The second chapter tells of Egon's first meeting with Axel van de Graaf, the man responsible for his going to Ratanakiri. Egon and Axel met when both were fourteen years old, on a "Davy Youth Travels" trip to the Belgian Ardennes. The cocksure and daring Axel bestows his friendship on Egon. His personality, though not appealing, is nevertheless winning: women adore him and men succumb to his charms as well. Axel always has his way, and he draws Egon into some misadventures on that trip, including sexual ones. Axel compromises Egon -- and Egon lets himself be compromised, only slightly against his will, feeling bad about it afterwards but nevertheless not standing up to Axel. It is a pattern that will recur again and again.
       In the Ardennes Egon decides that he wants to become a geologist. He meets Axel again years later, when he is pursuing his geological studies, and Egon begins to hang out with Axel's crowd in Amsterdam, seduced by the atmosphere and the parties. Axel is already involved in some petty crime, and Egon eventually breaks off his contact with him.
       Egon graduates and marries a woman named Adriënne -- who had, inevitably, once slept with Axel. The marriage eventually falls apart, in part because of Axel's shadow.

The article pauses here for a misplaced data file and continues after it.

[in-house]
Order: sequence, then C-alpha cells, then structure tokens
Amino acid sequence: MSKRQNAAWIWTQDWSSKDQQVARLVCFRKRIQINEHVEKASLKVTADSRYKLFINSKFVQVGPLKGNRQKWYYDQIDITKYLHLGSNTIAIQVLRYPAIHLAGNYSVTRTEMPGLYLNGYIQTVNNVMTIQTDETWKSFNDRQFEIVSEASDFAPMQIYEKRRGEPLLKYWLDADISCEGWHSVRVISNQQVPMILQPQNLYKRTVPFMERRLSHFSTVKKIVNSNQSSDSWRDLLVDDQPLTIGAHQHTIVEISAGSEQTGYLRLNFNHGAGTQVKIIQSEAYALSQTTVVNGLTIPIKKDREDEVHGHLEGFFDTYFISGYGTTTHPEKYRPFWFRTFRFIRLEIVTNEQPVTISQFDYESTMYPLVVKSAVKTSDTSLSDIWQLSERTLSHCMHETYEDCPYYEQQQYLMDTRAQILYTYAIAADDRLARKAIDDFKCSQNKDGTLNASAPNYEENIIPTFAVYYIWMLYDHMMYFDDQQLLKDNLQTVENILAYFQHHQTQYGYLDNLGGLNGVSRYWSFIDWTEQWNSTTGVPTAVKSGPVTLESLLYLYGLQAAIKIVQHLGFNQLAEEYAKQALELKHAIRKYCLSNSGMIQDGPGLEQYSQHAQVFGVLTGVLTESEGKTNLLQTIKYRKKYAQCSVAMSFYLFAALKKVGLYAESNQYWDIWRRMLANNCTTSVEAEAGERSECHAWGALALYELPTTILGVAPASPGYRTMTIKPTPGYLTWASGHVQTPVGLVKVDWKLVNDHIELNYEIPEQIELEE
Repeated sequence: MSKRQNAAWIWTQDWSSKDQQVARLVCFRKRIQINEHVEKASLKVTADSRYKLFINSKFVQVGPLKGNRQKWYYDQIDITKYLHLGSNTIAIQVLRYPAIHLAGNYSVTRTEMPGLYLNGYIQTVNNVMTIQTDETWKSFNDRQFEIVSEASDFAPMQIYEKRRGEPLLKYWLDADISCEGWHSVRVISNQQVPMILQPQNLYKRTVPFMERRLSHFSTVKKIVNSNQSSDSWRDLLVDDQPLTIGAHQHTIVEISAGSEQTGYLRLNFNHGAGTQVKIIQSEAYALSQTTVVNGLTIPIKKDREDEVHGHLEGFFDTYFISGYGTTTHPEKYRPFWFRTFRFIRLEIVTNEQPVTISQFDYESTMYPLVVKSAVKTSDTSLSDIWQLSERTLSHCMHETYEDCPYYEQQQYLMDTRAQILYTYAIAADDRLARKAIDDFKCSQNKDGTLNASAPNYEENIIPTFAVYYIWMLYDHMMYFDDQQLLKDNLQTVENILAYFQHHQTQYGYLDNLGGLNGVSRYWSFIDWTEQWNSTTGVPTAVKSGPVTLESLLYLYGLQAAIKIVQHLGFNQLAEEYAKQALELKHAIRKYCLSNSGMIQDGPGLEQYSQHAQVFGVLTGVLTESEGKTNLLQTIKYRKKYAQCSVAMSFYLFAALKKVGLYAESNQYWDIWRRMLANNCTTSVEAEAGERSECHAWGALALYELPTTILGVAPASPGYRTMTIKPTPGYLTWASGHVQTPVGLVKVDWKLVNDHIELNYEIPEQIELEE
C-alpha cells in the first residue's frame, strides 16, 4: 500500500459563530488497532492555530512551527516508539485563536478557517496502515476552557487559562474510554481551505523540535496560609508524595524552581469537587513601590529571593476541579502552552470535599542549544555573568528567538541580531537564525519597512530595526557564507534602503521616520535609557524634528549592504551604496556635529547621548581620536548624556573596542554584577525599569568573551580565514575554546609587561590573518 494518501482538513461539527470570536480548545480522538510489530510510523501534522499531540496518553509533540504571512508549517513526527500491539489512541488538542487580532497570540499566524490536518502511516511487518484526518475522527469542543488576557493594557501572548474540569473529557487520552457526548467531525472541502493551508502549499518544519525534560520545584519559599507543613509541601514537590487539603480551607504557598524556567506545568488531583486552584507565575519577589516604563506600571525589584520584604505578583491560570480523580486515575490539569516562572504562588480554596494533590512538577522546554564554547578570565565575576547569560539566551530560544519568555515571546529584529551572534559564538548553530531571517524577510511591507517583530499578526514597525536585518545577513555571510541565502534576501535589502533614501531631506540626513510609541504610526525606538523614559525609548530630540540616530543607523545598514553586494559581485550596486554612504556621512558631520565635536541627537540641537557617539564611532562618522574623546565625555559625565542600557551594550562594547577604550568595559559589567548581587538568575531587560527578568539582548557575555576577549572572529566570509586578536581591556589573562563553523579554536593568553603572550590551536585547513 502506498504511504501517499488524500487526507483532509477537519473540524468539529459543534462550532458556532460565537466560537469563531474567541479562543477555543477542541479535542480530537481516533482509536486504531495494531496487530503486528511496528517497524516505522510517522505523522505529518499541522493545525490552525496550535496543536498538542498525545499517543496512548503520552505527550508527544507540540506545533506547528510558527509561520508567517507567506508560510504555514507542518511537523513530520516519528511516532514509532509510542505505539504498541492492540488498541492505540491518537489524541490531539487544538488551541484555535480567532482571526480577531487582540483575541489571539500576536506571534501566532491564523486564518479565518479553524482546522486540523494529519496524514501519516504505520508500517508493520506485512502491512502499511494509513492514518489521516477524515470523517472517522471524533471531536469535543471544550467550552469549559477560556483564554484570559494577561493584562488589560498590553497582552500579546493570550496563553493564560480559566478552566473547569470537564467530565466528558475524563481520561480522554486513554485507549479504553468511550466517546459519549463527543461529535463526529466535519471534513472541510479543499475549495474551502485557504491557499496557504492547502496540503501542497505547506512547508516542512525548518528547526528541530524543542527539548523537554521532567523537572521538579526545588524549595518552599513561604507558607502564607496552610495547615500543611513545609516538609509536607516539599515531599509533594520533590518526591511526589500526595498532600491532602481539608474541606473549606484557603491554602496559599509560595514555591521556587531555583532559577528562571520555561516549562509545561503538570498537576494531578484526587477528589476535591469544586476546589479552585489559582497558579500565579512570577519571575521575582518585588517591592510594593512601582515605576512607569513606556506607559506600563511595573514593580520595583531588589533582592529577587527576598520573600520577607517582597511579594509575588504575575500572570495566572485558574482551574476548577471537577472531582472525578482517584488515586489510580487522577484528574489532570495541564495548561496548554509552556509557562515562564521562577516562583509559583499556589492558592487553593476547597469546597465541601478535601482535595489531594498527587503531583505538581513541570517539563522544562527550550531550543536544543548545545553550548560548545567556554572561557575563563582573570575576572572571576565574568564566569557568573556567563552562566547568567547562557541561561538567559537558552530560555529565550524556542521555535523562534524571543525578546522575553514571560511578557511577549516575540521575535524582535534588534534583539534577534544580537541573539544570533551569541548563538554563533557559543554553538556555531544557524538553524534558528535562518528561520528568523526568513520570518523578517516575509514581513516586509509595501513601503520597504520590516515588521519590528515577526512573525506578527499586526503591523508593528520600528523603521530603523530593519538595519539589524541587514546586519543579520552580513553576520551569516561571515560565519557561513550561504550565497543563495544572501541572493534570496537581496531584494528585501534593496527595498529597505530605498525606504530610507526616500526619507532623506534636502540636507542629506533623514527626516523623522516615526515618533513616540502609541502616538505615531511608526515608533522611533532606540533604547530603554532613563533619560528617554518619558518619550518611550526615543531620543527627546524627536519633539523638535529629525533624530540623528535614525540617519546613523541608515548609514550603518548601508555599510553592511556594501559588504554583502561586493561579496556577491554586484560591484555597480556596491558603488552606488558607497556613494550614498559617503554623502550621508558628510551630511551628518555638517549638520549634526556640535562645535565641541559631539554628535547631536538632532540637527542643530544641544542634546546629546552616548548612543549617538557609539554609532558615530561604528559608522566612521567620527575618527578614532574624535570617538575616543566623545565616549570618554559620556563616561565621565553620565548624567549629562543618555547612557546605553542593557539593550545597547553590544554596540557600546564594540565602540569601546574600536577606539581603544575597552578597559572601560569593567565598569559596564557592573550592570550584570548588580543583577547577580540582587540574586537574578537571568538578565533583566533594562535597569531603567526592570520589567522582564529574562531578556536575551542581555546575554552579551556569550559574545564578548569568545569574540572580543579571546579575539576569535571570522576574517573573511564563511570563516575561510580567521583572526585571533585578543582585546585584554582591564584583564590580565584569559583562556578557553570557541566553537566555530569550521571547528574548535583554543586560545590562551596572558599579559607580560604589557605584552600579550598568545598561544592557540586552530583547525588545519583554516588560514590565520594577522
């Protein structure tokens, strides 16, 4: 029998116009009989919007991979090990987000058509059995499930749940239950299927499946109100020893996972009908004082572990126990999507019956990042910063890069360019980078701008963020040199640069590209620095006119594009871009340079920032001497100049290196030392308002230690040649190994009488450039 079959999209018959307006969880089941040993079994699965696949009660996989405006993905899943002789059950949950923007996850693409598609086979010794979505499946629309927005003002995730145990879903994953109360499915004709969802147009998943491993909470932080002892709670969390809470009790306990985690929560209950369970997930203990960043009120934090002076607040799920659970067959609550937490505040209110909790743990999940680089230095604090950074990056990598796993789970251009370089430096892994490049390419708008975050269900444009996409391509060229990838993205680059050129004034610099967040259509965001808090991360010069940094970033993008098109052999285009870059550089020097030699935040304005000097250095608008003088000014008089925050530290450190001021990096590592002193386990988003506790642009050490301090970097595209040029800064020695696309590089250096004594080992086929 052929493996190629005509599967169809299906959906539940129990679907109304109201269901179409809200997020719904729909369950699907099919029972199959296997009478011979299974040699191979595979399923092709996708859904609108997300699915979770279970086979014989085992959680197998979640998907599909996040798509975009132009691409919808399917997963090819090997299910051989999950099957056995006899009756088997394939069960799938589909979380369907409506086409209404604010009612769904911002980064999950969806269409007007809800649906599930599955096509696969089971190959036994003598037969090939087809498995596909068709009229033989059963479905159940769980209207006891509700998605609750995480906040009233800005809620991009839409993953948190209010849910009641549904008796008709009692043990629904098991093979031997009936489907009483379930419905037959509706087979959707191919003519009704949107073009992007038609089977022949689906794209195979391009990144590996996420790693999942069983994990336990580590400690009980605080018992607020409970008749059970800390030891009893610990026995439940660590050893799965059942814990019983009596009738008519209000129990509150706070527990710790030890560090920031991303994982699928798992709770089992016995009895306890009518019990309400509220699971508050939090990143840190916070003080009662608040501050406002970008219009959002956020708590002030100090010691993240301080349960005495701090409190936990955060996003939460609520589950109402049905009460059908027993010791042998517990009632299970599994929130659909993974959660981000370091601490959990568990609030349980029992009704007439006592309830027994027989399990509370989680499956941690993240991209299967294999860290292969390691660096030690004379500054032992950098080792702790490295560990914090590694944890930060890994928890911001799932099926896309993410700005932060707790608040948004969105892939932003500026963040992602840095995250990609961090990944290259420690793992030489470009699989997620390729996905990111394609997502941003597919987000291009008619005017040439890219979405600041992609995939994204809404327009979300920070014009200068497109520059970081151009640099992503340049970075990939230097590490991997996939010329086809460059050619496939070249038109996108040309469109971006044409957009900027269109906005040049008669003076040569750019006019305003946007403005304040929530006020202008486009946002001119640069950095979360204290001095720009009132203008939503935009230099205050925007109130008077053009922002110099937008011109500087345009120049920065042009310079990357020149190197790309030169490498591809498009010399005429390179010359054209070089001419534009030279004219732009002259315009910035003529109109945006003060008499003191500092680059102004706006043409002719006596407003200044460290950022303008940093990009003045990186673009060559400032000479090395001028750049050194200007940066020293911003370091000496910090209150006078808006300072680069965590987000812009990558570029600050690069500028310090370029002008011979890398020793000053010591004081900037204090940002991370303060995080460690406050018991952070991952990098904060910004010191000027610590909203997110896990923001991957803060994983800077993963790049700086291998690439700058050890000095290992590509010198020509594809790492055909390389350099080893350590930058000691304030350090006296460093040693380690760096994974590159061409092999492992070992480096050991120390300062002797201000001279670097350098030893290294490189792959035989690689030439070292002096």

Axel moves on from criminal enterprise to criminal enterprise, barely stumbling along the way and reaping great riches. His path occasionally crosses Egon's, and they still feel some connection from their youthful adventures. Isolated after his wife leaves him, his career not having taken off, Egon wishes to fulfill a dream -- to go to Roraima in South America, to study a geological window, a "hole in time" much as one he had seen in the Ardennes years earlier. He doesn't have the money to join a planned expedition, and so he turns to the only one who can help him: Axel. One trip to Ratanakiri and he would have enough .....